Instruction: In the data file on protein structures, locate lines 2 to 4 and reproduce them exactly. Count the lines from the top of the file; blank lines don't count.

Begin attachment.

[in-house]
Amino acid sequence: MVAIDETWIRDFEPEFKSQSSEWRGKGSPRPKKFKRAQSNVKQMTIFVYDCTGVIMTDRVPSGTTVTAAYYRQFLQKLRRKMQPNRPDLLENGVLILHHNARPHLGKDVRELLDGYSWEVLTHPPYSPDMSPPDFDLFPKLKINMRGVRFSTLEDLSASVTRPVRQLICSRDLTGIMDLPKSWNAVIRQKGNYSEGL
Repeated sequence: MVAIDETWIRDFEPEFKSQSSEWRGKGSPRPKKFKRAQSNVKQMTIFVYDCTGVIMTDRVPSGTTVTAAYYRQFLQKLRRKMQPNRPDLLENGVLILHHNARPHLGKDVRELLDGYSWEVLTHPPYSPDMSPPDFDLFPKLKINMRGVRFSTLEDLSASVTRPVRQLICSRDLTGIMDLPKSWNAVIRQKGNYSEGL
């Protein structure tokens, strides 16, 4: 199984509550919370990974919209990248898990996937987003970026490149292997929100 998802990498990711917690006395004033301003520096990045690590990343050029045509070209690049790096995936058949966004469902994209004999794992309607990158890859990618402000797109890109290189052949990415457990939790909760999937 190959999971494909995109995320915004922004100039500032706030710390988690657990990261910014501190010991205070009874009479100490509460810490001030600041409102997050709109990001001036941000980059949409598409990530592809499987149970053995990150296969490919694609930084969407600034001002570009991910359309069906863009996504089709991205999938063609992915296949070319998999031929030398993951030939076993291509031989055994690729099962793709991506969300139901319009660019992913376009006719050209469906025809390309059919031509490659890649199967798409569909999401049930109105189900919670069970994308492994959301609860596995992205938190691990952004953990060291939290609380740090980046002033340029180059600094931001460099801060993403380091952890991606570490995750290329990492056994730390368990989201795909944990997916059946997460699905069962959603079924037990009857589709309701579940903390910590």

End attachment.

Amino acid sequence: MVAIDETWIRDFEPEFKSQSSEWRGKGSPRPKKFKRAQSNVKQMTIFVYDCTGVIMTDRVPSGTTVTAAYYRQFLQKLRRKMQPNRPDLLENGVLILHHNARPHLGKDVRELLDGYSWEVLTHPPYSPDMSPPDFDLFPKLKINMRGVRFSTLEDLSASVTRPVRQLICSRDLTGIMDLPKSWNAVIRQKGNYSEGL
Repeated sequence: MVAIDETWIRDFEPEFKSQSSEWRGKGSPRPKKFKRAQSNVKQMTIFVYDCTGVIMTDRVPSGTTVTAAYYRQFLQKLRRKMQPNRPDLLENGVLILHHNARPHLGKDVRELLDGYSWEVLTHPPYSPDMSPPDFDLFPKLKINMRGVRFSTLEDLSASVTRPVRQLICSRDLTGIMDLPKSWNAVIRQKGNYSEGL
């Protein structure tokens, strides 16, 4: 199984509550919370990974919209990248898990996937987003970026490149292997929100 998802990498990711917690006395004033301003520096990045690590990343050029045509070209690049790096995936058949966004469902994209004999794992309607990158890859990618402000797109890109290189052949990415457990939790909760999937 190959999971494909995109995320915004922004100039500032706030710390988690657990990261910014501190010991205070009874009479100490509460810490001030600041409102997050709109990001001036941000980059949409598409990530592809499987149970053995990150296969490919694609930084969407600034001002570009991910359309069906863009996504089709991205999938063609992915296949070319998999031929030398993951030939076993291509031989055994690729099962793709991506969300139901319009660019992913376009006719050209469906025809390309059919031509490659890649199967798409569909999401049930109105189900919670069970994308492994959301609860596995992205938190691990952004953990060291939290609380740090980046002033340029180059600094931001460099801060993403380091952890991606570490995750290329990492056994730390368990989201795909944990997916059946997460699905069962959603079924037990009857589709309701579940903390910590």